Enjoying poker is one thing but excelling at it — and beating the men at their own game — is quite another. Coren feels that being a female can actually be an advantage. “A big part of winning at poker is psychology and detective work — things that women tend to be quite good at. Why is that person doing this or that? You are looking at someone’s face and working out if they are nervous or confident. You need a good understanding of people.

“It’s like in relationships. Sometimes you’re going out with a guy and he sends you a text which looks like it means this but maybe it means that — and why did he send it at all? My strengths in poker are definitely judgement and calculation — but you do also need a good knowledge of the game, a sense of money management and a bit of maths.”

You do not, however, need to be able to calculate the odds to 1,000 decimal points, although Coren acknowledges that there is a breed of super-geeky player who has come through the online version of the game and who has a clinical approach. “You do find some very mathematical poker players, especially now. A lot of the Scandinavians are like this. It’s not about feeling or instinct for them, it’s entirely about the odds they are being offered to make a call.”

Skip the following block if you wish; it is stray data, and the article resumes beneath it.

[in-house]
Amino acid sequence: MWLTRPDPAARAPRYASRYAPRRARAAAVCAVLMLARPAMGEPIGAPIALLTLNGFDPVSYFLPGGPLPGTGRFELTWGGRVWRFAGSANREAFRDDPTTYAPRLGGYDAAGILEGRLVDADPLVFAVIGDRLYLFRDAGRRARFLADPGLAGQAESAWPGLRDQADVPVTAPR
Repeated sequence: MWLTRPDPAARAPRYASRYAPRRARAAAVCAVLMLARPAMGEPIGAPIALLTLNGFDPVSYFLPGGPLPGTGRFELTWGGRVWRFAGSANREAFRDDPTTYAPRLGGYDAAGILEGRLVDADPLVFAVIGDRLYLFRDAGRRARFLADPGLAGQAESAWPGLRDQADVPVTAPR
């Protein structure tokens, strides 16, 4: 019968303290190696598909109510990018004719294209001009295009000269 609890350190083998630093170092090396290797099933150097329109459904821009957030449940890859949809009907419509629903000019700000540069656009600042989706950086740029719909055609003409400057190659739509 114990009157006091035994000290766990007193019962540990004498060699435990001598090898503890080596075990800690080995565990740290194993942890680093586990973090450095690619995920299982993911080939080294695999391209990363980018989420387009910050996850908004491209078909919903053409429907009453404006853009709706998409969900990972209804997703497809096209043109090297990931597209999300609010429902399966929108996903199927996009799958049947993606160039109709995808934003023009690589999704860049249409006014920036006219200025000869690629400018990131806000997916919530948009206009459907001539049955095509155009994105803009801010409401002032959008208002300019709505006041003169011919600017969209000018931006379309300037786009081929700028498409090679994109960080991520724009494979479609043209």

If the Scandinavians thrive in tournament poker, the Jews also love the game — probably disproportionately so. High profile celebrities who Coren has played with include writer Al Alvarez, playwright Patrick Marber, the late Times and JC columnist John Diamond and Stephen Fry. Coren has a theory on why Jews enjoy gambling in general and poker in particular.

“In my experience, Jews, Irish and Persians seem to enjoy the game more than others. They all seem to come from groups which have suffered a lot. If you come from a race of people that has suffered injustice, and had a terrible time for many years through factors beyond their control, maybe you are readier to throw yourself open to risk. Maybe you are quicker to think: ‘What the hell, how much worse can it get?’ Perhaps the Jews feel closer to the rawness of chance and know that succeeding — even living — is all about getting lucky.”

‘For Richer, For Poorer’ is published by Canongate at £16.99

Last updated: 12:51pm, September 17 2009